Don’t think about signing up to coach youth sports, just do it

Published 10:37 am Wednesday, April 3, 2024

Regret is a heck of an emotion that we’re forced to live with and I’m hoping if you’re reading this, especially if you are a parent with young children that love playing recreational sports, you’ll heed my advice and not have the type of regret that I’m dealing with.

A couple weeks ago, my son wrapped up his spring soccer season and in doing so, finished up his career of playing recreational sports between grades 1-6.

He’ll be a seventh grader next year and he’ll soon try out for teams at his next school, but I couldn’t let his final season finish up without thinking back on the joy derived from coaching him and his friends, especially over the last couple years.

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If I could do it all over again, I would have coached in some capacity on every team he ever suited up for. That’s my message for parents with children younger than mine, coach your kids.

Even when you don’t feel qualified, sign up to coach them.

You’ll thank me later.

Here is me being completely transparent, I did not always like the parents that coached on the sports teams of my youth. My dad was too busy living the unpredictable life of a logger to be at a ballfield or gym for afternoon practice.

And so many times, there were men and women who led the teams I played on and did so with kindness and enthusiasm and skill.

No one is perfect though and you’d occasionally see the type of dad who’d threaten to beat his kid after a poor pitching performance or the parent who started their offspring above a more talented player. And as a kid, that makes a pretty big impression on you.

Some of the teams that I most enjoyed playing on were coached by volunteers that did not have children on the team.

And I reminded myself of that when my son was playing Upward Basketball or flag football or soccer through the Brookhaven Recreation Department over the past few years.

“They don’t need me,” I’d tell myself when the thought of coaching entered my mind. Another excuse I’d like to use was how busy I was, as I commuted nearly an hour back and forth to work during many of those years.

And then, I had a conversation with a friend that coaches every team his kids ever play on, if possible.

He did not have a strong father figure in his life until his mama got remarried. He played on teams all his life coached by other people’s dads, and he had made it his mission to coach his kids and their friends with all the skill and enthusiasm that he could provide, which is substantial as he has always been a great athlete.

My excuses for not coaching in the past felt weak and I signed on to volunteer as an assistant for the pee-wee football and basketball teams that my son played on in fifth grade.

I won’t lie and say there weren’t times where the ugly parts of youth sports didn’t rise up, but I can take someone yelling from the bleachers for their kid to get the ball better than most, as coaching is something I used to do for a career.

I didn’t find myself wanting to coach less after that year, I found myself wanting to coach more.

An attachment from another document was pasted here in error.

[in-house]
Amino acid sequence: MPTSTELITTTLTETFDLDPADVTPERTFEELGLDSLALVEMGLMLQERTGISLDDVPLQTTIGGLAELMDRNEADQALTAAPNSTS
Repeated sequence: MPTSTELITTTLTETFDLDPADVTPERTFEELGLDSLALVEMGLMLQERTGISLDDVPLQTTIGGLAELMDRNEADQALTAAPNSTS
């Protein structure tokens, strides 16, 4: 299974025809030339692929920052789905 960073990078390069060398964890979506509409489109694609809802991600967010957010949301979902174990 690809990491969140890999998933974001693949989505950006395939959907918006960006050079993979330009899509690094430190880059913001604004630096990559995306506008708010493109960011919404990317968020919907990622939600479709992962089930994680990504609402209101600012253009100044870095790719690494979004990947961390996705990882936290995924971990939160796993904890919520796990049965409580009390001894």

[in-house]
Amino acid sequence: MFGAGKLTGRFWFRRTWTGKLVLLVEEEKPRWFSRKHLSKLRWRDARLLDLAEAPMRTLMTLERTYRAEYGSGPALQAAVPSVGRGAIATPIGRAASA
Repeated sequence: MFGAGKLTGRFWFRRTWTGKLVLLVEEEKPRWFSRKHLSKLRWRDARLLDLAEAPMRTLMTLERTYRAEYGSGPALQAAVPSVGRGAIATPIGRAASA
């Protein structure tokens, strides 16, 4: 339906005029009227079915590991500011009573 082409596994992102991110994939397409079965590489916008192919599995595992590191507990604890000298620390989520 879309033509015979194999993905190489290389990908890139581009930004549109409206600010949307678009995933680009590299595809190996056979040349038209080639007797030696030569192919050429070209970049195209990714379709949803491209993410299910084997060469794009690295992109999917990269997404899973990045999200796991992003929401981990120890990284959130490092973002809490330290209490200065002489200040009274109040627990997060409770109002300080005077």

As a sixth grader, I assisted with two basketball teams he played on and coached the aforementioned soccer team. Thanks to my great friends Lance and Juliana for letting me help with hoops.

I don’t think the memories that my boy and I made this year will ever fade. On a Saturday morning in a Lipsey basketball game, one of our players grabbed a rebound with four seconds left and dribbled the length of the court to hit a running shot at the buzzer and force overtime of a game we went on to win.

We were high fiving and chest bumping like we’d knocked off the Lakers.

My kids in the Upward League all got better as the season progressed through drills and practice and the same could be said for the members of our soccer team.

To see kids grow in confidence and smile when they make a good play and to see them learn how to win with class and to lose without shaming the game, it just gives you a buzz of electric joy as an adult.

And it made me think of my buddies who’ve talked to me over the years when they were in a similar season of life.

My neighbor and friend Prentiss would tell me about the rec soccer powerhouse he coached, and my buddy Chad would recall peewee basketball battles between his team and a team from another area school and I could see their minds being flooded with the memories of the fun that had been had.

And then your kids get older, and that season of life moves on to another one. Your child will move up to play junior varsity or varsity sports and pee-wee and rec league are left behind.

And high school sports are awesome, but they lack an innocence that comes with a bunch of fourth graders badly playing a game of basketball.

I’m grateful I have the memories from these last two years, but I would be lying if I didn’t say I wish I had more.

And that’s the charge for any younger parents reading this, don’t let the chance to make those memories pass you by.

The memories I collected this year with my son Graham through the Navy basketball team at Lipsey and the Trailblazers in Upward basketball and the Gold team in U12 recreation soccer are priceless, matchless and will be held in my heart for a long, long time.

Cliff Furr is the sports editor at The Daily Leader. He can be reached via email at